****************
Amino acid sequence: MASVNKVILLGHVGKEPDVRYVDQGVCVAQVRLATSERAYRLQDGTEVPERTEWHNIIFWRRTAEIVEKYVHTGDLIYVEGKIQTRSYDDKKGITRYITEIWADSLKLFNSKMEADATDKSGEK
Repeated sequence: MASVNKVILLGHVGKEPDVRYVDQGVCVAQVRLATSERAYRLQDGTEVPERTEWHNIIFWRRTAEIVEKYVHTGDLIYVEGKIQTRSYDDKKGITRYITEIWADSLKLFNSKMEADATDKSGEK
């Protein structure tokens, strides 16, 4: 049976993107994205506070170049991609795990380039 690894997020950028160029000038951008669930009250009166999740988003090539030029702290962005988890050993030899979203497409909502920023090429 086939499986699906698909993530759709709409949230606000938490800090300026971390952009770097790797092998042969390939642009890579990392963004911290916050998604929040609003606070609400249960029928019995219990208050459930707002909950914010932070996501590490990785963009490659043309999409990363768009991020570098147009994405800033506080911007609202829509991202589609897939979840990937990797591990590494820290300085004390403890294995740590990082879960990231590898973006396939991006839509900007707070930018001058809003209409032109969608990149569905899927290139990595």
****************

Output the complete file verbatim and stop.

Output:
Amino acid sequence: MASVNKVILLGHVGKEPDVRYVDQGVCVAQVRLATSERAYRLQDGTEVPERTEWHNIIFWRRTAEIVEKYVHTGDLIYVEGKIQTRSYDDKKGITRYITEIWADSLKLFNSKMEADATDKSGEK
Repeated sequence: MASVNKVILLGHVGKEPDVRYVDQGVCVAQVRLATSERAYRLQDGTEVPERTEWHNIIFWRRTAEIVEKYVHTGDLIYVEGKIQTRSYDDKKGITRYITEIWADSLKLFNSKMEADATDKSGEK
């Protein structure tokens, strides 16, 4: 049976993107994205506070170049991609795990380039 690894997020950028160029000038951008669930009250009166999740988003090539030029702290962005988890050993030899979203497409909502920023090429 086939499986699906698909993530759709709409949230606000938490800090300026971390952009770097790797092998042969390939642009890579990392963004911290916050998604929040609003606070609400249960029928019995219990208050459930707002909950914010932070996501590490990785963009490659043309999409990363768009991020570098147009994405800033506080911007609202829509991202589609897939979840990937990797591990590494820290300085004390403890294995740590990082879960990231590898973006396939991006839509900007707070930018001058809003209409032109969608990149569905899927290139990595």